Kenya's high court refused to scrap laws criminalising homosexuality on Friday in a blow to the gay community that is set to ripple across a continent where homophobia is rife.
Gay rights organisations had hoped Kenya would follow in the footsteps of African nations like Angola, or those further afield like India, and end decades-old laws which criminalise gay sex.
But three years after they filed their petition, the high court ruled that the laws in question were not unconstitutional, leaning heavily on concerns about traditional culture and family values in Kenya.
"We find the impugned sections (of the penal code) are not unconstitutional. We hereby decline the relief sought and dismiss the consolidated petition," said Roselyne Aburili, presiding over a three-judge bench.
Inside the packed courtroom, gay couples held hands and waved rainbow flags as the lengthy judgement was read out.
After the ruling, they embraced and wiped away tears, and others wrapped themselves in flags.
"We have to fight for our rights. This is who we are," said Jordan Zeus, a gay Ugandan man who escaped persecution there to seek refuge in Kenya, urging activists to keep fighting.
In a remark prompting gasps, Aburili said there was "no conclusive scientific proof that LGBTQ people are born that way".
Campaigners had asked the court to scrap two sections of the penal code that criminalise homosexuality.
One section states that anyone who has "carnal knowledge... against the order of nature" can be imprisoned for 14 years.
Another provides for a five-year jail term for "indecent practices between males".
Petitioners argued these laws infringed on their privacy and dignity, fomented discrimination against homosexuals and prevented them from gaining access to healthcare and justice.
The court dismissed all of these arguments, saying the petitioners failed to provide sufficient evidence.
Aburili said that while rulings scrapping such laws around the world were "persuasive, they are not binding on this court".
A coalition of gay rights groups issued a statement expressing their "great distress" at the ruling, saying it "justifies the stigma, discrimination and violence meted against Kenyans" in the LGBT community.
Human Rights Watch said in a statement the decision was "a step backward in the progress Kenya has made toward equality in recent years."
The judges leaned heavily on section 45 subarticle 2 of the constitution, which states that "every adult has the right to marry a person of the opposite sex."
She said decriminalising sex between members of the same sex would "contradict the express provisions" of that part of the constitution.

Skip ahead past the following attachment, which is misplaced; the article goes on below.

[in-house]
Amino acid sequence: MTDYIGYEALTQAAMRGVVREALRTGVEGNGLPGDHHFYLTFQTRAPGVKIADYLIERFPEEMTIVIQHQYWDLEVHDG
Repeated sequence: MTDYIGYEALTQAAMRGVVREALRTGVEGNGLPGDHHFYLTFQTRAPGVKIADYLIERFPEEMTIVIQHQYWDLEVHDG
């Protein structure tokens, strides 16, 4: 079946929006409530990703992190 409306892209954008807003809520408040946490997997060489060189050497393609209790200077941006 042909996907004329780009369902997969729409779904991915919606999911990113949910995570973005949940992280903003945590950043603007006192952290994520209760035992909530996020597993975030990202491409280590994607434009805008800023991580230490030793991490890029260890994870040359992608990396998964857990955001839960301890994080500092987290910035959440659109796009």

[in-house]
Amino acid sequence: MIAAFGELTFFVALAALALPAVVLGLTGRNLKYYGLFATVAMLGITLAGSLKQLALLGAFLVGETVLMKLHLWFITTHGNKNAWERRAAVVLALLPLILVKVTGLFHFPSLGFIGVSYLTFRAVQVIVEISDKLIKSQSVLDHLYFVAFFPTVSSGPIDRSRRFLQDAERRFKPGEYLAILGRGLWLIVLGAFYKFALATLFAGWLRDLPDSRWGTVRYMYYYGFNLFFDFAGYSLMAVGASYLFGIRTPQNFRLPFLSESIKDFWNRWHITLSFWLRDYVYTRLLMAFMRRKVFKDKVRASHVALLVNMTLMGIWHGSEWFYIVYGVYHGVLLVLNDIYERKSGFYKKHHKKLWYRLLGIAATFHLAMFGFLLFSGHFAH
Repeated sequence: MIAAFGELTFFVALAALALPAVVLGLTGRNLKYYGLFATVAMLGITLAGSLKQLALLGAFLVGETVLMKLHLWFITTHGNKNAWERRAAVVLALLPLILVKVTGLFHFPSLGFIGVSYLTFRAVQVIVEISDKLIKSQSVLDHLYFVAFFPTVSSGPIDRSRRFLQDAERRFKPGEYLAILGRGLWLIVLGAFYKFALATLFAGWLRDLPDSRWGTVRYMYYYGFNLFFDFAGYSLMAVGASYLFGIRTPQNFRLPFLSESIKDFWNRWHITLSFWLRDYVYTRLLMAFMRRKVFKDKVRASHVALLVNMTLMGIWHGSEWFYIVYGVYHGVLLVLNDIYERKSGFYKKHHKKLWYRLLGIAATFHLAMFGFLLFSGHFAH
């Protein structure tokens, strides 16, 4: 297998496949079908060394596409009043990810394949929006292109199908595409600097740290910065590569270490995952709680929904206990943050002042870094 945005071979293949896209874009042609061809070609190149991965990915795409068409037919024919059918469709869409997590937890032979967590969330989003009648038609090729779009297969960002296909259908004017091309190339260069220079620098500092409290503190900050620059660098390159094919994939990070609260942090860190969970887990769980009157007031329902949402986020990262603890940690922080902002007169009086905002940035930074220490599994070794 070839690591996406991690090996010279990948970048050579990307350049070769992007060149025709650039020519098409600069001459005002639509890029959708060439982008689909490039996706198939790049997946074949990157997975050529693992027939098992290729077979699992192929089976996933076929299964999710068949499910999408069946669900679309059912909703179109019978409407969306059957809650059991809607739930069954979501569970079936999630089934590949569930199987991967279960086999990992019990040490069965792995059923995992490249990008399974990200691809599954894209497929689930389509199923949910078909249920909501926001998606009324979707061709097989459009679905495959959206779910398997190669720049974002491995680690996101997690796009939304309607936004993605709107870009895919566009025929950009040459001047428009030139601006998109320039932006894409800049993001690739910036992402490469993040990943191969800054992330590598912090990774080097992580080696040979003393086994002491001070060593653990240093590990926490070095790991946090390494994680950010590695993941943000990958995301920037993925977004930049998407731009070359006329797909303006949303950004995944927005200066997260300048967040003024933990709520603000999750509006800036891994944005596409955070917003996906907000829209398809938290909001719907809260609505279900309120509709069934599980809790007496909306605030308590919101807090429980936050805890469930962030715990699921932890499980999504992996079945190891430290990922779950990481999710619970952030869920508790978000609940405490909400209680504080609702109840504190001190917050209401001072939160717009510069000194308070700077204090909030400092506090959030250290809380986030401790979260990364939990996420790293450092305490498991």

Aburili said it did not matter that the petitioners were not seeking the right to same-sex marriage, as decriminalisation would lead to "same-sex persons living together as couples."
United Nations rights chief Michelle Bachelet urged LGBT activists and their allies to keep fighting for equality.
"Criminalizing acts targeting certain individuals based on who they are and whom they love is inherently discriminatory. It also sends a dangerous signal to broader society and encourages hostility and even violence against LGBT individuals," Bachelet said in a statement.
Outside the court, a Christian group sang choir songs and held aloft banners declaring "God forbids it and we say no!" as dejected members of the LGBT community streamed past.
"We are not here to speak hate, but we are saying no. And even at the court of appeal, we will still be standing as the church of Jesus Christ saying no," said Apostle Kathy Kageni, from the Sozo Church of God.
Friday's verdict had been awaited by activists across Africa.
Twenty-eight out of 49 countries in sub-Saharan Africa have laws penalising same-sex relationships, according to Neela Ghoshal, a Human Rights Watch (HRW) specialist in lesbian, gay, bisexual, and transgender rights.
The death penalty is on the books, under Islamic sharia law, in Mauritania, Sudan and northern Nigeria, although there have been no known executions in recent times. In southern Somalia, gay men are believed to have been put to death in territory ruled by the Al-Shabaab jihadist group.
Angola, Mozambique and Seychelles have scrapped anti-gay laws in recent years.
On the other hand, Chad and Uganda have introduced or toughened legislation.